Irish Environment Minister Phil Hogan has confirmed that the proposed new household charge will be set at €100 a year, payable next year.
He said it would be an interim measure for two years, pending the introduction of a property tax.
Hogan said the levy was separate to water charges which would be payable by 2014 and would yield around €160 million.
Those receiving mortgage interest supplement will not have to pay the charge, nor will those living in social housing or so-called “ghost estates.” Commercial property will also be exempt, as will premises owned by a charity.
Exemptions are expected to number about 250,000 households. Other householders will be given three months to pay, with late payment penalties of €10 a month.
Hogan also said he intended to facilitate households in paying the charge over a number of installments.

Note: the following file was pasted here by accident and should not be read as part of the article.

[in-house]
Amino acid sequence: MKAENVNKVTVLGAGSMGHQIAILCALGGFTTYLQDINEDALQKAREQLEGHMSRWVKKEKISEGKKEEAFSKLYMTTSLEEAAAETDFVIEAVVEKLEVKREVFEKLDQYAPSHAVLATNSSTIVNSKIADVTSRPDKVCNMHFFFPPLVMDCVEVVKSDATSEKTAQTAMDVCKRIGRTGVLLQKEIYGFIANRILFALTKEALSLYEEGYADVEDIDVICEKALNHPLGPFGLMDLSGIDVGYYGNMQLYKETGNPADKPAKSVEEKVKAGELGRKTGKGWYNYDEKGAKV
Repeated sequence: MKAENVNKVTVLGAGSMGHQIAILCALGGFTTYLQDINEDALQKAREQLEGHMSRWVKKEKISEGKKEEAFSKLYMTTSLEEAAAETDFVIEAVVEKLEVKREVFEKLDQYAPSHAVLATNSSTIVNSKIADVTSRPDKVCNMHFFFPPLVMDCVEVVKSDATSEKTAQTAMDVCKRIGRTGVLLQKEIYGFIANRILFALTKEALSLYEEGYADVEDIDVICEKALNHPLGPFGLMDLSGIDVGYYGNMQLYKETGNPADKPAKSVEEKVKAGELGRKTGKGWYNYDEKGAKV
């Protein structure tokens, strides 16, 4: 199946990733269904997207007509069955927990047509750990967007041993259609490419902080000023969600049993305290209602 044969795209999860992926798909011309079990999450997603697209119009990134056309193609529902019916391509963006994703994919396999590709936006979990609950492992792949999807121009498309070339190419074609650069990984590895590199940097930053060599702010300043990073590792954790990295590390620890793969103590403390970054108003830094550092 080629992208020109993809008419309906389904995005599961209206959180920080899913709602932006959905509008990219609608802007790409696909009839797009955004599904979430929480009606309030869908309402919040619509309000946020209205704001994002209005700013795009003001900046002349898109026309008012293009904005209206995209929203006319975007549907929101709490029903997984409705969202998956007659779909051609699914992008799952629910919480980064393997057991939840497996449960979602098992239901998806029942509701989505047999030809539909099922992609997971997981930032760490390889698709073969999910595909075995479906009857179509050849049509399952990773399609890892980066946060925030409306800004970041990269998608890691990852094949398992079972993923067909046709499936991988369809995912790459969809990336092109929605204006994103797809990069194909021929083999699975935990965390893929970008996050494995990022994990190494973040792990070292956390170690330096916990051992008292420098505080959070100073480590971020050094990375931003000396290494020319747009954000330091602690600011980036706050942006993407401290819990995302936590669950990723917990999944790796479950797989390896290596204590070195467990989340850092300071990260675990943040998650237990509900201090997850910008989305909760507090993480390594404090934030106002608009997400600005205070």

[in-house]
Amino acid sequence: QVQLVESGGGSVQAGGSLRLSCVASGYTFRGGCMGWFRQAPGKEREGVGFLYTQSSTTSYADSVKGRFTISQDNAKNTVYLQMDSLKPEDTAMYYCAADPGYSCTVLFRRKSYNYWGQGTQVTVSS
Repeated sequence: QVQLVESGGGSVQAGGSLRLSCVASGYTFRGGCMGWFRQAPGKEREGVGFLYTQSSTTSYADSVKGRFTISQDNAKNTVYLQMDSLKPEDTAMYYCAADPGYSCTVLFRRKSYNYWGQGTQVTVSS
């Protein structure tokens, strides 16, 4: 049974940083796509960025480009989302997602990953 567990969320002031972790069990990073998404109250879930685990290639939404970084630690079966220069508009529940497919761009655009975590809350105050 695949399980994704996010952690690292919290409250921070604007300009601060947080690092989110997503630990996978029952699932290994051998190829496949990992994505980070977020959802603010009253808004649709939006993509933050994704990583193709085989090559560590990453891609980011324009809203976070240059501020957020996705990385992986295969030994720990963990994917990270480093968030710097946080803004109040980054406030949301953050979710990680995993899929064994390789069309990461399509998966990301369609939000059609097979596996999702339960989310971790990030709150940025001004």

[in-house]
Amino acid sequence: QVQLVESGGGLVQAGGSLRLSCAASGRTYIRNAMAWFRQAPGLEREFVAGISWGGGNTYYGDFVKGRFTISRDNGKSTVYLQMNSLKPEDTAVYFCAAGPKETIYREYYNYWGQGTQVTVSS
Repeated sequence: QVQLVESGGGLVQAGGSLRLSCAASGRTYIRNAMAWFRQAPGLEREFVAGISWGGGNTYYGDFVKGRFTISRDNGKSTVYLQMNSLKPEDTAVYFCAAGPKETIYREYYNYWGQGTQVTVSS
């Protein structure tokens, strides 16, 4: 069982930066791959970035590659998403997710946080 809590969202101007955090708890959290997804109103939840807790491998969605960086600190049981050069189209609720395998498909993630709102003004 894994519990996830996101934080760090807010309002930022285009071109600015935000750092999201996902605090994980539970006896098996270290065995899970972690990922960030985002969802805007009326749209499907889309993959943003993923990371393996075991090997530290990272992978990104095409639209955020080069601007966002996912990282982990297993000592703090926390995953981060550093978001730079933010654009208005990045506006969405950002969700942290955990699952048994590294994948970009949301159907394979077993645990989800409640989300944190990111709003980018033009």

Speaking at the MacGill Summer School, ICTU general secretary David Begg said he was not surprised by the announcement, but that he would favor a site charge.
Professor Phillip Lane of the Department of Economics at TCD welcomed it as an intermediate measure and said he would favor a move to a charge based on the value of people's assets.
UCD economist Colm McCarthy said the charge was necessary as an intermediate measure because of the difficulty in re-introducing domestic rates. He said he hoped it would be collected with TV license fee to reduce the nuisance to people.
“I’d prefer not to be introducing any charges but I’m obliged because we have ceded our economic sovereignty as part of the EU/IMF agreement, to bring in a property tax,” Hogan said.
Jackie Kennedy’s granddaughter has uncannily similar looks